01 Jun 2013 How can I predict wrinkles in my web?
Wrinkles in the web are a puzzle to most converters and cause problems at coating, slitting and laminating stations. Some days they are there, sometimes they’ve gone. Occasionally the wrinkles are so bad that they form a permanent crease as they go over the roller.
Although the root cause of wrinkles is well-known to be misalignment between two rollers, the physics of whether the wrinkles appear or not is quite complex. Fortunately you don’t need to know the physics: you just need to play with the Wrinkle Predictor App on your tablet, phone or computer.
First enter some basic numbers about your setup (you can choose Metric or US units): web Tension and Width, Span between the rollers of interest, the Thickness of the web, its Modulus (click the ? button to find typical values for common webs). To know whether you are going to get a soft wrinkle which passes harmlessly over the roller or a hard one which forms a crease you need to provide the roller Diameter, the Wrap angle and an estimate of the friction, typically something like 0.3. Lower friction reduces the risk of hard wrinkles, but you might get TD scratches instead.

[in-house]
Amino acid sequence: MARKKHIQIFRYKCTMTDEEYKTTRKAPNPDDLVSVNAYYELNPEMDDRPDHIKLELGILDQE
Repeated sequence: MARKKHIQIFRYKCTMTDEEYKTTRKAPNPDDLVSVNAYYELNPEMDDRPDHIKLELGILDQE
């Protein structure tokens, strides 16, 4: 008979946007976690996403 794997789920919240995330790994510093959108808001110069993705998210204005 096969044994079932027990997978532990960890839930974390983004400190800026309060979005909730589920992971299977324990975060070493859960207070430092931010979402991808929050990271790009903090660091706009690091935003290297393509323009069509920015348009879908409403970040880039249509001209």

Finally, you need to know the Misalignment. In this example the rollers are misaligned by 400µm, i.e. 0.4mm over a span of 2500mm, an error of 0.016%. If your rollers have been aligned by your own engineers the chances are that the misalignment is much larger than that, simply because accurate alignment is very hard to achieve.
In this example the outputs tell you that the misalignment is not large enough to give a slack edge, that the downstream web will move 333µm in the TD and, sadly, that you have a wrinkle at 5.7° which is “hard” and therefore likely to cause a permanent crease in the web.
Many of you will have spotted that the tension is very low for a 2m web. Increasing it to 100N removes the wrinkle. The default action for most users is to increase the tension, and often it works. But the app lets you play with scenarios. Suppose your misalignment is 1mm (not unusual) and the span is only 1500mm. Now it requires a tension of 500N before the wrinkle disappears. You can also use the app in reverse. If you know your tension, span etc. and can measure the angle of the wrinkle it tells you what the misalignment is likely to be, so you can tell whether you can re-align it yourselves or need to call in professional aligners with more sophisticated tools – because aligning one roller might solve one problem but cause a problem in the next span.
This blog first appeared in the Converting Quarterly Magazine from AIMCAL and I am grateful to the Editor, Mark Spaulding, for permission to re-use the text.